Tamoxifen Side Effects
It is possible that some side effects of tamoxifen may not have been reported. These can be reported to the FDA here. Always consult a healthcare professional for medical advice.
For the Consumer
Applies to tamoxifen: oral solution, oral tablet
Because of the way this medicine acts on the body, there is a chance that it might cause unwanted effects that may not occur until months or years after the medicine is used. Tamoxifen increases the chance of cancer of the uterus (womb) in some women taking it. Tamoxifen may cause blockages to form in a vein, lung, or brain. In women, tamoxifen may cause cancer or other problems of the uterus (womb). It also causes liver cancer in rats. In addition, tamoxifen has been reported to cause cataracts and other eye problems. Discuss these possible effects with your doctor.
As well as its needed effects, tamoxifen may cause unwanted side effects that require medical attention.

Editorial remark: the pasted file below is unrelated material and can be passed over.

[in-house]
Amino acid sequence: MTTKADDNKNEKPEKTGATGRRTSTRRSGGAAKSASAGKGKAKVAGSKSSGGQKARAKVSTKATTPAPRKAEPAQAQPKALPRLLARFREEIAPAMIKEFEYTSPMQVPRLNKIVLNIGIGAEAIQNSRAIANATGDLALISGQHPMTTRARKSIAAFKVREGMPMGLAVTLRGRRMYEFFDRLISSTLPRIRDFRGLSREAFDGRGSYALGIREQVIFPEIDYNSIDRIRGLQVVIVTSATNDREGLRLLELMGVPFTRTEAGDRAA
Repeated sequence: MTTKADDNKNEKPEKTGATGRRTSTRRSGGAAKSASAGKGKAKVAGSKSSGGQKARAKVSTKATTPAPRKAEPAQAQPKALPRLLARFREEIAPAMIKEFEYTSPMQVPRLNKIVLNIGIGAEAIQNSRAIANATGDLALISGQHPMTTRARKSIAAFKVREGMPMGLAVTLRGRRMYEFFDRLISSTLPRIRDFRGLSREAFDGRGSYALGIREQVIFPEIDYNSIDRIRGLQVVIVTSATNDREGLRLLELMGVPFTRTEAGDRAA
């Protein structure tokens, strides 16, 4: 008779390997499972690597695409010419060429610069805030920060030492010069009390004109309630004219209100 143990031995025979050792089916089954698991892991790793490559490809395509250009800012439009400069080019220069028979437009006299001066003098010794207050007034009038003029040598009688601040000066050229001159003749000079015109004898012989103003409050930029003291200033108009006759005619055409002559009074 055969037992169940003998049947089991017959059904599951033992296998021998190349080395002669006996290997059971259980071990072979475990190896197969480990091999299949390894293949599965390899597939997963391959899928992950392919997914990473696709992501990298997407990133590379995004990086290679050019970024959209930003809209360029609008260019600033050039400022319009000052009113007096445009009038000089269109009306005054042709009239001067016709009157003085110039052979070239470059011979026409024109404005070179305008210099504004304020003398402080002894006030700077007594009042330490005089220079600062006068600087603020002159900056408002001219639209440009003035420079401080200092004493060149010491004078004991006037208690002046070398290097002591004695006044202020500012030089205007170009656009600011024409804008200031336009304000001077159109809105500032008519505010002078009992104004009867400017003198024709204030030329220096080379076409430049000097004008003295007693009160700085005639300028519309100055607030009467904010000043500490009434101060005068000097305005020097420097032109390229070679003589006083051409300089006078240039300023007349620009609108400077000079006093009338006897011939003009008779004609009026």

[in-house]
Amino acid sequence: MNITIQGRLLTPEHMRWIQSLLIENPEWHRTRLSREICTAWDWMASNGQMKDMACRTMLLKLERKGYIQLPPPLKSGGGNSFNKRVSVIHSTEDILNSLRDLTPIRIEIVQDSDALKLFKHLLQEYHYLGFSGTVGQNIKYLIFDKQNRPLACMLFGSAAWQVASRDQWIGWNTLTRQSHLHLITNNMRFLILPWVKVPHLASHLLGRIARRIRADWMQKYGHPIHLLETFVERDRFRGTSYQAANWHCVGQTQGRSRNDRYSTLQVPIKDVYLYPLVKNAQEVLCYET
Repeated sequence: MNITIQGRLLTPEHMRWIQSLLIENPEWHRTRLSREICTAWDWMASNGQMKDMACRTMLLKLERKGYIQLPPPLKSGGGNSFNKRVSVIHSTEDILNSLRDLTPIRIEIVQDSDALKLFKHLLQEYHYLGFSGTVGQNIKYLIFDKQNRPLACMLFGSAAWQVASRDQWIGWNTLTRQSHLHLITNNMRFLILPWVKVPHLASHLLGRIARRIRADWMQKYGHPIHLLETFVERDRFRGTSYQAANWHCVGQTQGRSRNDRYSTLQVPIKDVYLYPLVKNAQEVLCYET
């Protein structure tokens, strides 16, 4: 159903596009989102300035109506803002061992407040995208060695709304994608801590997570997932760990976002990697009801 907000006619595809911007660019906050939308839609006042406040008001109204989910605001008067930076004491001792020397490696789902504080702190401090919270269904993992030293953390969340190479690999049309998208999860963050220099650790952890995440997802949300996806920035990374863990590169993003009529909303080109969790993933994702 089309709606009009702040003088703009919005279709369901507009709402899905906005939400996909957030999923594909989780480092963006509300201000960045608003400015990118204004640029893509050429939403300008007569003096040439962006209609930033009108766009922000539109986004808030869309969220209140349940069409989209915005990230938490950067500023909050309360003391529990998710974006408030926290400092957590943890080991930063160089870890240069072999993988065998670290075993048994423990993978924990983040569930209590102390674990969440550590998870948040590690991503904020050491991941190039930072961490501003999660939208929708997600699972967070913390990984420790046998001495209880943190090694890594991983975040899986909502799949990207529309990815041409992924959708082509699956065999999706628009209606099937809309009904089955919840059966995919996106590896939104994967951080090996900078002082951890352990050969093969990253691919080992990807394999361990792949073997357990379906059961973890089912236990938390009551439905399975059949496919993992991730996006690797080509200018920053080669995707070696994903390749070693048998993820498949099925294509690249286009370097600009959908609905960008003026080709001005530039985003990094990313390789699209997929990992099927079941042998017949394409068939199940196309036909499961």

If any of the following side effects occur while taking tamoxifen, check with your doctor immediately:Less common or rare
- blistering, peeling, or loosening of the skin and mucous membranes
- blurred vision
- cataracts in the eyes or other eye problems
- change in vaginal discharge
- chest pain
- fast heartbeat
- lower back or side pain
- pain or feeling of pressure in the pelvis
- pain or swelling in the legs
- pain, redness, or swelling in your arm or leg
- painful or difficult urination
- rapid shallow breathing
- shortness of breath or trouble with breathing
- skin rash or itching over the entire body
- weakness or sleepiness
- vaginal bleeding
- yellow eyes or skin
- darkened urine
- difficulty with breathing
- joint or muscle pain
- large, hard skin blisters
- large hive-like swelling on the face, eyelids, lips, tongue, throat, hands, legs, feet, and sex organs
- loss of appetite
- pain in the stomach or side, possibly radiating to the back
- red, irritated eyes
- red skin lesions, often with a purple center